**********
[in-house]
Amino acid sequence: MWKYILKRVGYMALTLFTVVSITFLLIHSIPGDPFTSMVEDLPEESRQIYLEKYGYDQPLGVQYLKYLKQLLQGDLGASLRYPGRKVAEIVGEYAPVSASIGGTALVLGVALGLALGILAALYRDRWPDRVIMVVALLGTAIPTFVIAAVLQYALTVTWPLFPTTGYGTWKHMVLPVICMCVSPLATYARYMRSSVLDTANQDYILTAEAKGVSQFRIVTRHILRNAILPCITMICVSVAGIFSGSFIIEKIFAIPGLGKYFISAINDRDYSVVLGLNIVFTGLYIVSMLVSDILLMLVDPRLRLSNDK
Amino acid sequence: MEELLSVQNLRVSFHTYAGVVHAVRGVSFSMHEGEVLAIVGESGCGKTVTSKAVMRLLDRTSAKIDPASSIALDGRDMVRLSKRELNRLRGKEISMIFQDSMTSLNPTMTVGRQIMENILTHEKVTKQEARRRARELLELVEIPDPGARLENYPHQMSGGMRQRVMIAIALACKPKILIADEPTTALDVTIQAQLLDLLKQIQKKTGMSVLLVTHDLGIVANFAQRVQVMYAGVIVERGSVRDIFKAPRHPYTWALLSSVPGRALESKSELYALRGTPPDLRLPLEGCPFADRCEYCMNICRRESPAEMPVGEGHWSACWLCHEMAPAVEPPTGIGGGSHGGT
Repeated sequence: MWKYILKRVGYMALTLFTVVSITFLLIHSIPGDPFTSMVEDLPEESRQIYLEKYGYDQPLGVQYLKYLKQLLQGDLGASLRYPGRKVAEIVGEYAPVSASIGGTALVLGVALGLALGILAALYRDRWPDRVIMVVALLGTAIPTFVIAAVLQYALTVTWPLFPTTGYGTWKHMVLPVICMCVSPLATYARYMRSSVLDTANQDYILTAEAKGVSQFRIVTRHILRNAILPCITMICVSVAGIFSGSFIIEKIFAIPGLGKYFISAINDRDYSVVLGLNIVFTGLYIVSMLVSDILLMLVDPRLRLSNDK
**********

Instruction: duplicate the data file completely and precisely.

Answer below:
[in-house]
Amino acid sequence: MWKYILKRVGYMALTLFTVVSITFLLIHSIPGDPFTSMVEDLPEESRQIYLEKYGYDQPLGVQYLKYLKQLLQGDLGASLRYPGRKVAEIVGEYAPVSASIGGTALVLGVALGLALGILAALYRDRWPDRVIMVVALLGTAIPTFVIAAVLQYALTVTWPLFPTTGYGTWKHMVLPVICMCVSPLATYARYMRSSVLDTANQDYILTAEAKGVSQFRIVTRHILRNAILPCITMICVSVAGIFSGSFIIEKIFAIPGLGKYFISAINDRDYSVVLGLNIVFTGLYIVSMLVSDILLMLVDPRLRLSNDK
Amino acid sequence: MEELLSVQNLRVSFHTYAGVVHAVRGVSFSMHEGEVLAIVGESGCGKTVTSKAVMRLLDRTSAKIDPASSIALDGRDMVRLSKRELNRLRGKEISMIFQDSMTSLNPTMTVGRQIMENILTHEKVTKQEARRRARELLELVEIPDPGARLENYPHQMSGGMRQRVMIAIALACKPKILIADEPTTALDVTIQAQLLDLLKQIQKKTGMSVLLVTHDLGIVANFAQRVQVMYAGVIVERGSVRDIFKAPRHPYTWALLSSVPGRALESKSELYALRGTPPDLRLPLEGCPFADRCEYCMNICRRESPAEMPVGEGHWSACWLCHEMAPAVEPPTGIGGGSHGGT
Repeated sequence: MWKYILKRVGYMALTLFTVVSITFLLIHSIPGDPFTSMVEDLPEESRQIYLEKYGYDQPLGVQYLKYLKQLLQGDLGASLRYPGRKVAEIVGEYAPVSASIGGTALVLGVALGLALGILAALYRDRWPDRVIMVVALLGTAIPTFVIAAVLQYALTVTWPLFPTTGYGTWKHMVLPVICMCVSPLATYARYMRSSVLDTANQDYILTAEAKGVSQFRIVTRHILRNAILPCITMICVSVAGIFSGSFIIEKIFAIPGLGKYFISAINDRDYSVVLGLNIVFTGLYIVSMLVSDILLMLVDPRLRLSNDK